Friday, March 5, 2010


My borderstaffy's turn sucks.

I know it's my fault.

Ironically, he's the only dog I've ever sent away for training (other than the occasional spontaneous dog-trade with a teammate. You know how it goes: "Hey, I have an idea, let's switch dogs till the next tournament!").

When I was first training Punk's box turn, I was trying to do it myself at home and was having lots of trouble. He's sort of a maniac -- no sense of self-preservation and no respect for props. And he's a big maniac -- 38 pounds of borderstaffy. So I'd set the box up against the wall of my garage, with props all in front of it, and he'd just smash through things. The dog was too awesome to screw up, so I decided I needed help.

He trained with both the U-FLI world record team (at age 1) and the NAFA world record team (at age 3) and did great with both of them.

Then he came home to me, and his turn sucked again.


When somebody else trains your dog, you have no idea how to fix things (or sometimes even how to recognize the warning signs) because you have no idea what they did with the dog -- what drills they did, how often they worked with him, what props they used, how they motivated him, what they asked of him, and what they chose to reward him for (I'm sure their standards were much higher than mine). Sure, they sent me video and emails and tried to talk me through it, but it's just not the same thing as being there day after day for months at a time.

And things are different back at home. We only practice once a month or so. It's hard to do much with him in warmups because other dogs on the team need warmup time, too, and Punk is difficult to work with in 30 seconds -- he flails around taking out jumps and light sensors and won't drop his tug. We never pull him out of the lineup if his turn starts to fall apart because we need him. Even with a crap-o turn the dog runs 3.8-4.0. Unlike the world record teams,we don't have an extra sub-4 dog  hanging around on the bench waiting to fill in as a backup when he starts to fall apart.

And so he just does his thing: Runs down to the box like a bat out of hell, splats, then runs back full-speed and tries to knock me down.

I'm sure this type of thing is really frustrating for the talented trainers out there who work with other peoples' dogs, then send them home just to watch all that work go to waste.

From now on, I'm just training my own dogs. I'm batting about .600 when it comes to box turns. I've tried several different methods, and have had success and problems with each one because every dog is different. For example, I trained 2 of my Border Collies at the same time and the exact same way, using a touch stick, then the wall, then a ramp, then the box (always with props). One dog looked amazing on the box until a ball went in -- he's ball obsessed. So the turn falls apart when the ball is in there. The other BC doesn't care about balls, he just wants to race, so his turn continues to look gorgeous.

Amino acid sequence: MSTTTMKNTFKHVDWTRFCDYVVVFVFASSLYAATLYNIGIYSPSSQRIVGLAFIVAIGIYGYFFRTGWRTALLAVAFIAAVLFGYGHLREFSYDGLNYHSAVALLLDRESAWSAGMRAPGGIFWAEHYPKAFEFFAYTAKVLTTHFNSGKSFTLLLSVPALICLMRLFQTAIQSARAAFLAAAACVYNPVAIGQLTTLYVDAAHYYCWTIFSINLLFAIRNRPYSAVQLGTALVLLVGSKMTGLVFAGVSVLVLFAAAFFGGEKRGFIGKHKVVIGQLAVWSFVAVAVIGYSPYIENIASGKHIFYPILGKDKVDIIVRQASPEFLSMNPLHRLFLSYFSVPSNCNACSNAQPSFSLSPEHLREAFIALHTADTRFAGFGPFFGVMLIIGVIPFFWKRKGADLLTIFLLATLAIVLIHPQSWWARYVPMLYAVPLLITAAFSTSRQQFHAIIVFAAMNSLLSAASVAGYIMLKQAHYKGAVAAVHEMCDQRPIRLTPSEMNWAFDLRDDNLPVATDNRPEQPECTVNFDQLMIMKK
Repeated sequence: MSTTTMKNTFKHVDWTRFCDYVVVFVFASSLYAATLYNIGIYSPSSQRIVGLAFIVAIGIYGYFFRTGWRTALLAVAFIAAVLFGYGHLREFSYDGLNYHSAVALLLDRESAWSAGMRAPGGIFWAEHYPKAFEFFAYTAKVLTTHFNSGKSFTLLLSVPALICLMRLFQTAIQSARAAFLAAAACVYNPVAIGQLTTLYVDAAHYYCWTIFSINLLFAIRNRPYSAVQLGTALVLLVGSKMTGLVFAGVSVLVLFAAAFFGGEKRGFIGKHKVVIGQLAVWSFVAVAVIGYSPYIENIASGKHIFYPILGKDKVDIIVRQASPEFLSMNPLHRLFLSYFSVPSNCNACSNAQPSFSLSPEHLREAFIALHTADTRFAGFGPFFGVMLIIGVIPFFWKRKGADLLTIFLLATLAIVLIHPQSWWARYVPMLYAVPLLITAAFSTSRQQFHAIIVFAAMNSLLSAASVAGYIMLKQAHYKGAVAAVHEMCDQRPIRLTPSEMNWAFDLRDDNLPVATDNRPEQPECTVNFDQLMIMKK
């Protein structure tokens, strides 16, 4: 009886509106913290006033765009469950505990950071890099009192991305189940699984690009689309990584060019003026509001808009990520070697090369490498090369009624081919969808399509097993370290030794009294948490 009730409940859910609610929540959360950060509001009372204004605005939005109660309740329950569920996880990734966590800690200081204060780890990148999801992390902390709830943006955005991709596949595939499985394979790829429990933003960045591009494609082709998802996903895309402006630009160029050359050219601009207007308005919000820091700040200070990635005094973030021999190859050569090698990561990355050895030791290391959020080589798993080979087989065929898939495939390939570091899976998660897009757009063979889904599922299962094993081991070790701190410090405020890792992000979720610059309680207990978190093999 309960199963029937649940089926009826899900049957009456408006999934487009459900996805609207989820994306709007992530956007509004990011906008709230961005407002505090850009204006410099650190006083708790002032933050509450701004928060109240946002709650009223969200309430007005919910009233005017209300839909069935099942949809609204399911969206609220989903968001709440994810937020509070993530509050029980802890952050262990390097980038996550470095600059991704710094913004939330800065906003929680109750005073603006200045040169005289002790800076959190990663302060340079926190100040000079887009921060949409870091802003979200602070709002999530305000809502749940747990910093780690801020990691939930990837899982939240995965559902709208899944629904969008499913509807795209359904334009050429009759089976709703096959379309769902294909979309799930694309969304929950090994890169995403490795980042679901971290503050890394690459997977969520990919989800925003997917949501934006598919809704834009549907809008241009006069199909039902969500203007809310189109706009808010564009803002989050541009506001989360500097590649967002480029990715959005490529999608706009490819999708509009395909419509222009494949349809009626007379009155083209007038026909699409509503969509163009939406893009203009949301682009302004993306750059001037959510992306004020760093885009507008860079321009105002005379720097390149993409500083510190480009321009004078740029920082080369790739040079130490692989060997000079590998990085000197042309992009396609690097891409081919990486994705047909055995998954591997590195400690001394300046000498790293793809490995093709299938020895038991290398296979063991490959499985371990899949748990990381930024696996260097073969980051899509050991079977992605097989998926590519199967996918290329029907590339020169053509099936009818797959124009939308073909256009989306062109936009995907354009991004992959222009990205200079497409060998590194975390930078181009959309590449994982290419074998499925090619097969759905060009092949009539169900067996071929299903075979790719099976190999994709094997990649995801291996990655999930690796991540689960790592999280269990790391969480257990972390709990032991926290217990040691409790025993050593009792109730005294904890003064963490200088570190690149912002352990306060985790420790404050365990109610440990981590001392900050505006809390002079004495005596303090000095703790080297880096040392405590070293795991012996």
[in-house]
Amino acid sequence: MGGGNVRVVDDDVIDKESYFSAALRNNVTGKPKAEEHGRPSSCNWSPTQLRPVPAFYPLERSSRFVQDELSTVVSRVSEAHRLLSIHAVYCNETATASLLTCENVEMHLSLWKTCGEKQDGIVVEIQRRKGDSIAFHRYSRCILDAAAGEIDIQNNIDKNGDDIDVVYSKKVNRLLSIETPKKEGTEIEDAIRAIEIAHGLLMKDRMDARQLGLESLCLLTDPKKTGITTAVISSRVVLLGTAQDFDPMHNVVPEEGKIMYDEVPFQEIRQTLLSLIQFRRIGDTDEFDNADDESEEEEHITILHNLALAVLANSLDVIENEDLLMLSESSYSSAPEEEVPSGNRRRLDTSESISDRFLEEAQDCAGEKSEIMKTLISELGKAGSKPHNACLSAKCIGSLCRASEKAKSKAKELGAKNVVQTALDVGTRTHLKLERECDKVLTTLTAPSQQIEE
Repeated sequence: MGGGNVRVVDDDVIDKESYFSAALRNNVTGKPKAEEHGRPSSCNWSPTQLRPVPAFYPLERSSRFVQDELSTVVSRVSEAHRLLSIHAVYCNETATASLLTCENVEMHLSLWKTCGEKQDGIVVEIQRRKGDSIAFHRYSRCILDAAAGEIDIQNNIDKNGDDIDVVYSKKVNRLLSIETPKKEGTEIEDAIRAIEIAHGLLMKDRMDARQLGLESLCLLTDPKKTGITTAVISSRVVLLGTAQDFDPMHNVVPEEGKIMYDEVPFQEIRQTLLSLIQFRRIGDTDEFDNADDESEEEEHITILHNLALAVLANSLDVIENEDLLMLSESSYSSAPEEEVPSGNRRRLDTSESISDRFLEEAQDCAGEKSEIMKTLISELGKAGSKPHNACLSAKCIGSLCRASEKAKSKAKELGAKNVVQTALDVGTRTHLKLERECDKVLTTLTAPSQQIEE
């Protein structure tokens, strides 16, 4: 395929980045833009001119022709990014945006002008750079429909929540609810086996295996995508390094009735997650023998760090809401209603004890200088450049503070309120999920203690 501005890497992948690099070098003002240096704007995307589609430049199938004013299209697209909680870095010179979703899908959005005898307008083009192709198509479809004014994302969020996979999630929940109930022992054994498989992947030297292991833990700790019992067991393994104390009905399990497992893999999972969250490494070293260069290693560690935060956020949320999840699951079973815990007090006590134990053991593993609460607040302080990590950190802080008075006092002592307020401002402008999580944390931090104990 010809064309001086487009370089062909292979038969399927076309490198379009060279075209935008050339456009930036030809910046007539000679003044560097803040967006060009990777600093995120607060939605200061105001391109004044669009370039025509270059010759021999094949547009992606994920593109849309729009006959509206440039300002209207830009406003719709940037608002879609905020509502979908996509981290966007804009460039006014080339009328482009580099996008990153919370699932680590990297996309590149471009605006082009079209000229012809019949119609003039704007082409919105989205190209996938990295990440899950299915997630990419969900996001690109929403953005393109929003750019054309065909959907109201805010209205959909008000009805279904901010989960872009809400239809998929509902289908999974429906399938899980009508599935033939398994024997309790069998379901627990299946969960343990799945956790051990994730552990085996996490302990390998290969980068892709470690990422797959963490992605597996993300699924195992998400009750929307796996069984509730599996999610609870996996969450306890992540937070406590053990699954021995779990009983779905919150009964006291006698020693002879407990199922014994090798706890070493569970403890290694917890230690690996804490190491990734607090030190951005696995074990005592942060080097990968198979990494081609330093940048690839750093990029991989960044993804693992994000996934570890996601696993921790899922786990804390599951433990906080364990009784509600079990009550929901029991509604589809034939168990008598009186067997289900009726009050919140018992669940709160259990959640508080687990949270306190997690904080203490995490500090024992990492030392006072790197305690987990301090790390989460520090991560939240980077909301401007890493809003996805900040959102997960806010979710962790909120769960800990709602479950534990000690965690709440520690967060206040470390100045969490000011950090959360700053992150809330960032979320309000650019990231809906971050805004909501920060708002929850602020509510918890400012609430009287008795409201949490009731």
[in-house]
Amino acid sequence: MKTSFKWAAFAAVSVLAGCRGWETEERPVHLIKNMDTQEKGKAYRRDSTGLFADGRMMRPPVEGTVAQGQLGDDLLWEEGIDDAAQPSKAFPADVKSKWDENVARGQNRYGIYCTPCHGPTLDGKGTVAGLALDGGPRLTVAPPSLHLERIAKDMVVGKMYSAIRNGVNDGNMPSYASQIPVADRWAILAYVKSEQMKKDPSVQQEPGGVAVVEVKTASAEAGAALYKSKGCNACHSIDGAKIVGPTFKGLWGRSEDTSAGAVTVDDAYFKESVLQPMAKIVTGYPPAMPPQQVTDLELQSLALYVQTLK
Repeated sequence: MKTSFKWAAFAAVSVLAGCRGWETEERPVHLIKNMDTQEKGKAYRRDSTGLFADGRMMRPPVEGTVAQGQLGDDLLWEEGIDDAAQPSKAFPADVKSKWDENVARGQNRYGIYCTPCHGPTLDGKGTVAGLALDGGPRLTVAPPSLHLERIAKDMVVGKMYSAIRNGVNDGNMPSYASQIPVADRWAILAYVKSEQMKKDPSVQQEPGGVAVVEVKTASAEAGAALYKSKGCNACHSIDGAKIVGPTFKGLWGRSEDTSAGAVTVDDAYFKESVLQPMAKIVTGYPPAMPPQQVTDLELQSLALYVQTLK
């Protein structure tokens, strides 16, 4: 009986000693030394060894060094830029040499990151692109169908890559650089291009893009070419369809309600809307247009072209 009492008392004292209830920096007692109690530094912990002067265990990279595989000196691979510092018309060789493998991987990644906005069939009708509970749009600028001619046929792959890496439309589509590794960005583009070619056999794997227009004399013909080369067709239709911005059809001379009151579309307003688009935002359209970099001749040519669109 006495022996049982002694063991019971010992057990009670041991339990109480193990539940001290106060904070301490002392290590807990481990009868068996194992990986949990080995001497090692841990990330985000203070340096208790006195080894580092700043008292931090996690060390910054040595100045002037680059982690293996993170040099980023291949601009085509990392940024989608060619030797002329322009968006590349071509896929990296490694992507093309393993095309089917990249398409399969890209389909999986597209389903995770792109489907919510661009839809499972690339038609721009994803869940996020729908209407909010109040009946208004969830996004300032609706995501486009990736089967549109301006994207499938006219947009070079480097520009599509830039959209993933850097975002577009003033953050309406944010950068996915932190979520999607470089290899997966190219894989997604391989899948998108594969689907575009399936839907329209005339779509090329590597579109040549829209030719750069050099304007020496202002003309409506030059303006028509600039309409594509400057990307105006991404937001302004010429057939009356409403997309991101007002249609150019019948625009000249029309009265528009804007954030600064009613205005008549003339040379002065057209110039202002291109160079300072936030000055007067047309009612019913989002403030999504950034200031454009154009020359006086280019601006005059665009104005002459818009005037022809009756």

If I fix BC #1's turn, I'll have the satisfaction of doing it myself. If I don't, well, I know exactly who to blame, and so does the rest of the world. If BC #2's turn continues to hold up, I can be happy with that little private victory.

It's also nice just being accountable to myself, know what I mean?


Kim said...

I know exactly what you mean. I prefer to train my own dogs because that way the fault is all mine or I can say yeah I trained that dog. It goes both ways. When I don't know how to "fix" something I like to ask others with more experience or who may at least have had a similar experience.

Being my clubs trainer also means that I train other people's dogs but at the same time I can't control what they do at home with their dogs or if they don't do what I asked at the same time if they seem something I missed it could work out. Sometimes it may not.

So I can only do what I can do and move on. I always hope everything works out but I don't stress too much if it doesn't.

Alisa said...

Lisa, I've trained a couple BorderStaffies but I only race my Staffies. However, I fell off my chair laughing about Punk racing back to try to take you out! It's so appropriate for the Staffy breeds.

And I'm with you. I like to train my own dogs. And if their box, runback or whatever sucks; well, it's my fault but we're still having fun. :-)

Laura said...

I, too, love to train my own dogs. And, pretty much, I've run the gamut of box-turns: the good, the bad, the ugly, and the so-so. My first dog had a bad turn (spent a second or more at the box end) trained with the old cone method. He has since been re-trained and looks a lot better. The second dog's turn was awesome... till we added the ball! Now, he's turn is so-so. My third dog had the ugly turn. Lots of drive, understood the point was to get all the feet up and on the box, but had no self-preservation so refused to break before slamming the box sideways. And, finally, the fourth dog... she has an awesome turn! She is the picture perfect ideal I have in mind when I think of box turns.

I accept the blame for the other dog's turns, but I love being able to also say that the good turn is also a result of my training.

Cynthia said...

I've been Googling today about fixing a box turn. :) I have a pup who is almost ready to race but when the ball goes into the box, he forgets his rear and just hits with his front, grabs the ball, and his rear legs kinda flail around a bit. I'm toying with clicker training his rear and building a ramp and not sure exactly what else but I've got some ideas. :)

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